Scientists round on UK over plan to end Covid-19 curbs

People by the river Thames in London on July 16, 2021.
People by the river Thames in London on July 16, 2021.PHOTO: AFP

LONDON (AFP) - The British government's plan to scrap day-to-day pandemic restrictions in Britain next week is reckless and has no basis in science, international experts warned on Friday (July 16), with one arguing it amounts to premeditated murder.

Prime Minister Boris Johnson said this week it was "highly probable" the worst of the coronavirus pandemic was over as he pressed ahead with Monday's reopening, despite the Delta variant spreading out of control.

He has said Britain can reopen because two-thirds of adults are now fully vaccinated, but the country's Chief Medical Officer Chris Whitty warned that infection rates were on track to reach "quite scary" levels.

International scientists including advisers to other governments had brutal words for Mr Johnson.

"I've written that I believe that the strategy of herd immunity is actually murderous," United States scientist William Haseltine said after an emergency discussion among experts about the British plan.

Aiming for herd immunity would mean pursuing a policy in the knowledge that it would lead to many thousands of deaths, he said.

"It is a disaster as a policy," he added.

The British government denies it is pursuing a policy of "herd immunity" by letting the Delta variant rip, but concedes that daily infection rates could surge to 100,000 in the weeks ahead, which would put further pressure on hospitals.

"I don't think we should underestimate the fact that we could get into trouble again surprisingly fast," Mr Whitty said on Thursday, urging the public "to take things incredibly slowly" as restrictions ease.

From Monday - dubbed "Freedom Day" by some media - the government will lift most restrictions on public gatherings in Britain and allow businesses such as nightclubs to reopen.

Mandates covering face masks and work from home will be lifted as Mr Johnson promotes a new approach of personal responsibility, although he has also urged people not to "throw caution to the winds".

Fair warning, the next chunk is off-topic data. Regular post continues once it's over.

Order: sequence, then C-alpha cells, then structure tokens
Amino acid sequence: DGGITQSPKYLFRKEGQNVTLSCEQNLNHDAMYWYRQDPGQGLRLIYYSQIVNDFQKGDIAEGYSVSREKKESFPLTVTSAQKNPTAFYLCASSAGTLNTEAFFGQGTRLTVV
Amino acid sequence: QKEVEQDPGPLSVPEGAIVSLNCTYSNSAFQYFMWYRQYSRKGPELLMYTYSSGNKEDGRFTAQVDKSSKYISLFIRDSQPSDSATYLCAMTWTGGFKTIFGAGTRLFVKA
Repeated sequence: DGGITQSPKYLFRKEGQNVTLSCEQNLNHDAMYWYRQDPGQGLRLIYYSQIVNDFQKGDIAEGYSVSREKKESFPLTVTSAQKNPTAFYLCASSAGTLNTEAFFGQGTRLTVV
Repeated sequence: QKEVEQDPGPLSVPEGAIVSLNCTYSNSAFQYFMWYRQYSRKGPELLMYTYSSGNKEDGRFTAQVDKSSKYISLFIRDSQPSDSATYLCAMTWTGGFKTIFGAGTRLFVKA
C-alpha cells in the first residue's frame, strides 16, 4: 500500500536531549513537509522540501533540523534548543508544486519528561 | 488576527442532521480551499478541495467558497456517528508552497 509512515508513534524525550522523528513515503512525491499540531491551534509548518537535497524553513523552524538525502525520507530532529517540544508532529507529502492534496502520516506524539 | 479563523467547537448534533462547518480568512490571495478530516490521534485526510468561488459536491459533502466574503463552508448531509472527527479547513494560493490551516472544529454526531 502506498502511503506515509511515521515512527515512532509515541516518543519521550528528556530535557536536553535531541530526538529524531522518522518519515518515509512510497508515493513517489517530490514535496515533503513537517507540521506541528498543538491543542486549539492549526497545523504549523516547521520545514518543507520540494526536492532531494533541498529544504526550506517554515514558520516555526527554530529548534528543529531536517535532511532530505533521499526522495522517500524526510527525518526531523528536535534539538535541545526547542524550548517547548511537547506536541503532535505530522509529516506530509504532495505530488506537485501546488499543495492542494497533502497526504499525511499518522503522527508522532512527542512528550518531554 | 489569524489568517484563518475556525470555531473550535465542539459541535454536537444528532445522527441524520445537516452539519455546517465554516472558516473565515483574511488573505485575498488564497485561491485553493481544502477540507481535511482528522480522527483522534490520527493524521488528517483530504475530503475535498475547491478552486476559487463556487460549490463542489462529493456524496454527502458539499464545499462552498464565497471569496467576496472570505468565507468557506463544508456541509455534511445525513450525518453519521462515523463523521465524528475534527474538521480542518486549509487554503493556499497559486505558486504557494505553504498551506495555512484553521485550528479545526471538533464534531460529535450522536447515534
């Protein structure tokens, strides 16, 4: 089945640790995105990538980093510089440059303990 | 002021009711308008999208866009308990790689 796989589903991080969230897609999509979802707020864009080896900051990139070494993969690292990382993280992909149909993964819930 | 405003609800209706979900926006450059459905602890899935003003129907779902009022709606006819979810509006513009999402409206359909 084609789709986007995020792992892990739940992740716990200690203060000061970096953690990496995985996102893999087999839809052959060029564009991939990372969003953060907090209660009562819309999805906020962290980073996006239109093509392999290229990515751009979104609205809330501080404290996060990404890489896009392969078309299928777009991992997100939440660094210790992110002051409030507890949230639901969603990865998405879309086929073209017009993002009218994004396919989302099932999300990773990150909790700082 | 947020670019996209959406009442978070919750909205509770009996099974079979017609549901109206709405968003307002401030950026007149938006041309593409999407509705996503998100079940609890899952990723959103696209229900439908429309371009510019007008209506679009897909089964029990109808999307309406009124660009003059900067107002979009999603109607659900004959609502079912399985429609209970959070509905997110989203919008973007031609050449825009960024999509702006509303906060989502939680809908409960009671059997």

But that is just what Mr Johnson is doing with a policy of allowing the virus to spread, "infect people, make them ill, and have them die", according to Professor Gabriel Scally at the University of Bristol.

The government's stated approach of lifting controls now before any winter surge of respiratory disease is marked by "moral emptiness and epidemiological stupidity", he said.

The devolved governments of Scotland and Wales set their own health policy and will keep in place a legal requirement to wear face coverings in enclosed spaces such as shops and on public transport. Northern Ireland looks set to follow suit.

The scientists attending Friday's online meeting warned that Britain was falling out of step not just with its neighbours in the United Kingdom but with the rest of the world.

The meeting was organised by the authors of a protest letter published by medical journal The Lancet last week that originally carried 122 signatures.

Another 1,400 scientists have since added their names.

"In New Zealand we've always looked to the UK for leadership," said University of Otago in Dunedin professor of public health Michael Baker.

"You have a remarkable depth of scientific knowledge. You've done remarkably well in vaccine development and roll-out. Remarkable clinical trials that we're drawing on," he said.

"And that's why it just seems so remarkable that you're not following even basic public health principles here."

Professor Shu-Ti Chiou, former head of Taiwan's Health Promotion Administration, said she was "very concerned" that younger age groups and clinically vulnerable people were left exposed by the British plan.

"In our culture there is a saying that it is unethical to take the umbrella away from people while it's still raining," Prof Chiou said.

"And it's actually raining very hard." The surge in infections sweeping Britain led to more than 530,000 people being instructed to self-isolate by a government-run app in the week to July 7, the highest total since January, according to latest data.

Some companies such as carmaker Nissan have been losing staff en masse after they were pinged by the app - in a brewing crisis described by British newspapers as a "pingdemic".

Butchers, another industry hit hard, have even warned of national meat shortages unless the app is made less sensitive.